Don’t call them conservatives. I’m talking about the Republican members of Congress who brought this country to the brink of default and financial chaos. Call them Banana Republicans if you like – or Republicans-Gone-Bananas – but don’t call them conservatives. I’m a conservative myself, and I’ll give you four reasons why.
First and foremost, conservatives pay their bills. Raising the debt limit was not about increasing federal spending. It was about meeting obligations already incurred by the federal government. Responsible governments honor their obligations; the Unites States of America is not a banana republic – at least not yet.
Second, conservatives are patriots. There’s nothing patriotic about making Uncle Sam a deadbeat in the eyes of the developed world. In fact it’s dangerous for our economic security, because it may persuade international investors that their money is safer in Europe, or Japan or even in China than it is here.
Third, conservatives have a sense of history. They know how this country got its hard-won reputation for financial integrity. They know how our first treasury secretary, Alexander Hamilton, insisted that the new American government pay the debts that this country incurred during the Revolutionary War, even though it would have been far easier to repudiate them. Hamilton got his way, and the world took note: Foreign capitalists saw that the young American Republic was a safe place to invest money. And so we have always been regarded – until now.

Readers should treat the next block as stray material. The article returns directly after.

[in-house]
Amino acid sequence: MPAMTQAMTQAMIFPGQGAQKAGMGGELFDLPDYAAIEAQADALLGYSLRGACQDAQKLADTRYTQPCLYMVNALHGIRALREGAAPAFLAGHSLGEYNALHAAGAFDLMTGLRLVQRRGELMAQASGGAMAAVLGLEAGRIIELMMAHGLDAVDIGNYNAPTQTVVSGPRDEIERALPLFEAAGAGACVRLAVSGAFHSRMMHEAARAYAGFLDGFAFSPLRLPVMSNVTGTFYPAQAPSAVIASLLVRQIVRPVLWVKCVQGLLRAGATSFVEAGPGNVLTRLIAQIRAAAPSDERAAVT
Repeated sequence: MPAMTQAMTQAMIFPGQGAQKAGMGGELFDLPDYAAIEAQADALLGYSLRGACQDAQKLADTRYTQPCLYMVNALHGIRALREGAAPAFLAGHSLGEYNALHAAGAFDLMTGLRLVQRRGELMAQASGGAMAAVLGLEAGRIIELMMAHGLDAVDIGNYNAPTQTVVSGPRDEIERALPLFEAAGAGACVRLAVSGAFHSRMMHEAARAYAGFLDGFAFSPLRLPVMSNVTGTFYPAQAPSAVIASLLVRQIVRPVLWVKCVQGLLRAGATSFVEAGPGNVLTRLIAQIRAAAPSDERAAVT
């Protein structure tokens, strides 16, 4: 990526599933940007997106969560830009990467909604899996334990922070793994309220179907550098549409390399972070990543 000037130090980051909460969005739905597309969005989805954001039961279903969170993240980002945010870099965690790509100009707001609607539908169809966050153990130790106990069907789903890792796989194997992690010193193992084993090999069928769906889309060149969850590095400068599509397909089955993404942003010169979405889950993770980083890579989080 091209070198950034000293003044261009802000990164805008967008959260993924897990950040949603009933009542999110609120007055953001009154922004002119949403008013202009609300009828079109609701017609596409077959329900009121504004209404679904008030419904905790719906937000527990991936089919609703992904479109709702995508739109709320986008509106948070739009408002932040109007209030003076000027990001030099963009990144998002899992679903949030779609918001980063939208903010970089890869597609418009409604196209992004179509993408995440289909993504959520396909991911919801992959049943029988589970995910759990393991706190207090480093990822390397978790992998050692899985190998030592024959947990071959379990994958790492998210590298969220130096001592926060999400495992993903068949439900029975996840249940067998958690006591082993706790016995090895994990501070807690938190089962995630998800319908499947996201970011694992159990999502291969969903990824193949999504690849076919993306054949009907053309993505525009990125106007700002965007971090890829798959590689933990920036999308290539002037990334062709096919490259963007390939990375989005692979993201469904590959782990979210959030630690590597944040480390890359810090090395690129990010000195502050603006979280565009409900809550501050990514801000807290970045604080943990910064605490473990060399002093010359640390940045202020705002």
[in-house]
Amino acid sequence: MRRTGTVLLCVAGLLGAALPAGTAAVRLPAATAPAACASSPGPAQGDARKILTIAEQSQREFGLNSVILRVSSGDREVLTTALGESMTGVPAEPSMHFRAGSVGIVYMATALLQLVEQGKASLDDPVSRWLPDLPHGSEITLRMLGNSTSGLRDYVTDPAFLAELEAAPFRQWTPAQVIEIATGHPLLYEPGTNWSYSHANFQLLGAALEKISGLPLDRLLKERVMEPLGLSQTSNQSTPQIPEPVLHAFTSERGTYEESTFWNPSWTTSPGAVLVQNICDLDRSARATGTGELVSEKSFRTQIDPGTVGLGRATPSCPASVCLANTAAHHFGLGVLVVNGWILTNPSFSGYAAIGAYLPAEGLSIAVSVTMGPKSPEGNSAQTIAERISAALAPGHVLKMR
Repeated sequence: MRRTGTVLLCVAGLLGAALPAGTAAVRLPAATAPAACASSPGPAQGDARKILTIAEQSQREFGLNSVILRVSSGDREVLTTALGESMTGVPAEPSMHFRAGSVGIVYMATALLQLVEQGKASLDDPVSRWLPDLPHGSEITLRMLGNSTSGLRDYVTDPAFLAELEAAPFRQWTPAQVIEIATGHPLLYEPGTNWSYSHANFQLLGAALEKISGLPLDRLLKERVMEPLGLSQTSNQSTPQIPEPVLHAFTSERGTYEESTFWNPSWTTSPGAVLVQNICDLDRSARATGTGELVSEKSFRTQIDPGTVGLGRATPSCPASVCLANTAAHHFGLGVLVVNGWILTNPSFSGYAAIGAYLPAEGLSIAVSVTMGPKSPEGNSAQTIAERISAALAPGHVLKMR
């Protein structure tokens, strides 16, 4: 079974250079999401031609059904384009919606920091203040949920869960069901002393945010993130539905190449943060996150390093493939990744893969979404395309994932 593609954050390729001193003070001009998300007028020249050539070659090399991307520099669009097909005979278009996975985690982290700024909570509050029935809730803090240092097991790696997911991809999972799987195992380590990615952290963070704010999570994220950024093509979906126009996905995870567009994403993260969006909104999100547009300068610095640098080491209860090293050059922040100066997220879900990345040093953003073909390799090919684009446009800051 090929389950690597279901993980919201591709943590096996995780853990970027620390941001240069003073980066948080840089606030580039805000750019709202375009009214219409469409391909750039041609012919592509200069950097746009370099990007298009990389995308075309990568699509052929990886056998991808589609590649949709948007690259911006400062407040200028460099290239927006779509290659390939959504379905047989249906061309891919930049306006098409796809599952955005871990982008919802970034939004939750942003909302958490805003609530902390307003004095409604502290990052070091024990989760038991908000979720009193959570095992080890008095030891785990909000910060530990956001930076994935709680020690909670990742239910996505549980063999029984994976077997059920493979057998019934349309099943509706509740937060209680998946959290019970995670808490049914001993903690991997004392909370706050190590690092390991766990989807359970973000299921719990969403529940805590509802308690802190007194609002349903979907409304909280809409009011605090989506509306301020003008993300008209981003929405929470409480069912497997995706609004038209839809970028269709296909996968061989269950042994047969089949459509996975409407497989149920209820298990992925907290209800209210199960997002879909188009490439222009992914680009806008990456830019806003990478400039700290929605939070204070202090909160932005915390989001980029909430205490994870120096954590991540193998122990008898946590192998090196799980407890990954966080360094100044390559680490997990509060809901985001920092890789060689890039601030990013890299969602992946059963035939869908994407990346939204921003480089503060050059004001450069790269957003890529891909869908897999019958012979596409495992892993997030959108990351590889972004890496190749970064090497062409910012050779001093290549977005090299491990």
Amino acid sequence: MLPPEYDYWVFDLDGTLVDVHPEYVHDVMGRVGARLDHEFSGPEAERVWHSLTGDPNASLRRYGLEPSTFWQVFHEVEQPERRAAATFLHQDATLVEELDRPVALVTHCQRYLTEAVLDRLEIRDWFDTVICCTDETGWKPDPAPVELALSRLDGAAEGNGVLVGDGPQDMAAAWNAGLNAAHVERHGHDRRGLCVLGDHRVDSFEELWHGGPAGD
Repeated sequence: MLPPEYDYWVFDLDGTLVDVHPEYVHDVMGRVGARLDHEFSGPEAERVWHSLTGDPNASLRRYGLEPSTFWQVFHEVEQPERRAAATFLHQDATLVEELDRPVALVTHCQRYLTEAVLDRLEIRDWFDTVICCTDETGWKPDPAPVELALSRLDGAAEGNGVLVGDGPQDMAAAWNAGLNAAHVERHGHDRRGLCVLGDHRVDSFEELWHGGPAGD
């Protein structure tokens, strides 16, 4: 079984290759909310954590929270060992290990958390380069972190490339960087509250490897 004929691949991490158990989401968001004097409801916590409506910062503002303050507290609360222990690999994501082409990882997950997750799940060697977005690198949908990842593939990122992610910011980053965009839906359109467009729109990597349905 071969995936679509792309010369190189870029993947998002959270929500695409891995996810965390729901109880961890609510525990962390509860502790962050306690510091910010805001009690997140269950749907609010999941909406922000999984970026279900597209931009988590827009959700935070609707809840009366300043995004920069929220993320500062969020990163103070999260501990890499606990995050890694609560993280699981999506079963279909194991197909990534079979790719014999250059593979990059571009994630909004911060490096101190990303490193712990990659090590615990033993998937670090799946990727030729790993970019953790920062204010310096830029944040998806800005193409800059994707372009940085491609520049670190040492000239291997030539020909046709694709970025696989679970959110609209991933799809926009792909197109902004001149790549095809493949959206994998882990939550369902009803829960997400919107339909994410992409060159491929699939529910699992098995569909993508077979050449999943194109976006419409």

Fourth, conservatives are not ideologues; they don’t cling blindly to abstract formulas and outmoded doctrines. Tax cuts are not fundamental to conservative principles – they are a means to an end. The tax cuts of the Reagan era were an effective means of limiting government, promoting free enterprise and creating jobs. But times change and circumstances change, and real conservatives are progressives, not reactionaries.
We have an aging population, a generation of students who are not learning as much as their peers in other countries, a decaying infrastructure and the military responsibilities of a global superpower. We can’t balance the budget through spending cuts alone. As Edmund Burke, the father of modern conservatism once said, “Mere parsimony is not economy.” Ultimately, we will have to raise taxes, although hopefully in a way that puts the least damper on economic growth.
The massive spending cuts that the Banana Republicans have secured through their intransigence are not a victory. They may well prove a defeat. No one argues that we need to reduce federal spending, but cutting too much too soon may increase unemployment and depress the economy further. If it does, the voters will know whom to blame.
Hal Gordon, who wrote speeches for the Reagan White House and Gen. Colin Powell, is currently a freelance speechwriter in Houston. Web site: www.ringingwords.com.